Dulwich Picture Gallery will present British Surrealism, an ambitious and wide-spanning survey of the origins of surrealist art in Britain, and the first to trace its roots back to 1620 through supporting archive material. Marking the official centenary of surrealism, when founder André Breton began his experiments in surrealist writing in 1920, it will present a fresh take on this revolutionary movement, through over 70 eclectic works. 

British Surrealism will explore the contribution and responses that British artists made to the movement, whether they were involved directly as surrealists, or were significantly influenced by it. Bringing together over 40 artists, including Leonora Carrington, Edward Burra, Francis Bacon, Lucian Freud, Ithell Colquhoun, John Armstrong, Paul Nash and Reuben Mednikoff, the exhibition showcases paintings, sculpture, photography, etchings and prints made between the years 1783 and 1952. Revelatory works from less familiar yet innovative figures will also feature, including Marion Adnams, John Banting, Sam Haile, Conroy Maddox and Grace Pailthorpe – all of whom were united by a motivation to blur the boundaries between reality and dreams. 

Conroy Maddox – Onanistic Typewriter

In the First Manifesto of Surrealism (1924), Breton named 25 poets, novelists and playwrights from the 17th to the 19th centuries who shared and inspired the subversive qualities and absurdities of the movement. In a playful twist, the exhibition will include works and books by some of these so-called ‘ancestors of surrealism,’ including William Blake, Samuel Taylor Coleridge, Henry Fuseli, Lewis Carroll and Edward Lear. Literary highlights in the exhibition include rare manuscripts such as a notebook containing Coleridge’s 1806 draft of his poem, The Rime of the Ancient Mariner and a playscript for Horace Walpole’s The Castle of Otranto (1859).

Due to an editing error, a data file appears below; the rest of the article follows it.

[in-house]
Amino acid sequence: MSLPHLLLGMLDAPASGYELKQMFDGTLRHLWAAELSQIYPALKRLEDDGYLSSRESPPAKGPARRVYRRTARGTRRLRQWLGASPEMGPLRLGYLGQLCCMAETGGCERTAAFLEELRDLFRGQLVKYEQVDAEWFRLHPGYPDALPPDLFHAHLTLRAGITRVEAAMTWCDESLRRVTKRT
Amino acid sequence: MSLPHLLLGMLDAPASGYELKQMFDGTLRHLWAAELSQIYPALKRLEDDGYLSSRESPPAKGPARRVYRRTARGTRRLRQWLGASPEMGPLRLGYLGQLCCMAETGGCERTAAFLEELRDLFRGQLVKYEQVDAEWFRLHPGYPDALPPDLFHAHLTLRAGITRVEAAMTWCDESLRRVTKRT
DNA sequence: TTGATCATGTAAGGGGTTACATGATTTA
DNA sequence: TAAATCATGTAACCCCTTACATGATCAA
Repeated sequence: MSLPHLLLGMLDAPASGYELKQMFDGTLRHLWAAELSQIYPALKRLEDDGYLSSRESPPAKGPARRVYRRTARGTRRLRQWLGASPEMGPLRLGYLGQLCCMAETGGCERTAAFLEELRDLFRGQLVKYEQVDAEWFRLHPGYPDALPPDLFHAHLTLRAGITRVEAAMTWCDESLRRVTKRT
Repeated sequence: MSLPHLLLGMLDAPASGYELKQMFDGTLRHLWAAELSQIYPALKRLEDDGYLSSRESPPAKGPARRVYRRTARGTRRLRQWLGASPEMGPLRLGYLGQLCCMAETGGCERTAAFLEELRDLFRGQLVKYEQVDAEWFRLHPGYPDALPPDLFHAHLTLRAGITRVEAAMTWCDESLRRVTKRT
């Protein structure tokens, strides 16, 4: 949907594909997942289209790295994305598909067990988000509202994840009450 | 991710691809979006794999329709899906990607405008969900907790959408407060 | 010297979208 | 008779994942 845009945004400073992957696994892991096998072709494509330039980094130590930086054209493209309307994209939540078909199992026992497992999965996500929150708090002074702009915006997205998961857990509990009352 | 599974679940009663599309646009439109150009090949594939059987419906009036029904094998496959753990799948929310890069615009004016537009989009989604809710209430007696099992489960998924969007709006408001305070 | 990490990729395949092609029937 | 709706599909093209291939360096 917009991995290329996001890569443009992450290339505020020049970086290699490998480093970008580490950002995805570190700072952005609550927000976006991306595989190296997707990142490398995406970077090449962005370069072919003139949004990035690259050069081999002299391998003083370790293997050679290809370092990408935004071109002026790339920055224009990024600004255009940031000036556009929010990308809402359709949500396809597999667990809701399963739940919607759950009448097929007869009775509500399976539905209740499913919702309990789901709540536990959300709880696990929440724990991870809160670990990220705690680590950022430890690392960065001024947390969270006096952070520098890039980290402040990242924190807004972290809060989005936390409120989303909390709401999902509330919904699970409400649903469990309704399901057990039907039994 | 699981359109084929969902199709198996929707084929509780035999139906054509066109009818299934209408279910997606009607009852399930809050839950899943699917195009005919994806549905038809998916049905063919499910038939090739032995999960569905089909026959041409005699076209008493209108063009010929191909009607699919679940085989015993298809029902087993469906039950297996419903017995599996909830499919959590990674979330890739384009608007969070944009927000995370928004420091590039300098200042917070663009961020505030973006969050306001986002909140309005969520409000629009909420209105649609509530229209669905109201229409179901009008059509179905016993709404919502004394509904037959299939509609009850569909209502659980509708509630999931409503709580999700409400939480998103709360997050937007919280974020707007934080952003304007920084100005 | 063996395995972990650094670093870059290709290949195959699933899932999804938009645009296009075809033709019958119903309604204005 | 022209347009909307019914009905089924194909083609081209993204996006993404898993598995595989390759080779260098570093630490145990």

The exhibition itself will echo elements of the uncomfortable, rejecting order and chronology to channel the mischief and provocation of the movement. It will be arranged to reflect the modes and methods of surrealism, with themes of war, dreams, the unconscious, the uncanny, radical politics, sex and desire. The common creative urge between all artists will be highlighted throughout, revealing the power of the subconscious, and the liberation of the imagination. 

Jennifer Scott, The Sackler Director of Dulwich Picture Gallery, said: 

“If you thought surrealism was solely born in France, think again! There is often something absurd and imaginative within British creativity, from Shakespeare to Lewis Carroll to Henry Moore. Visitors will be invited to embark on their own adventures into the illogical through some spectacular loans and inventive exhibition design; it is not to be missed.” 

Dulwich Picture Gallery, Gallery Road, Dulwich, SE21 7AD from 26th February – 17th May. Times: Tues – Sun 10am – 5pm. Admission: £16.50, £8. Phone: 0208 693 5254.


Main Photo: Leonora Carrington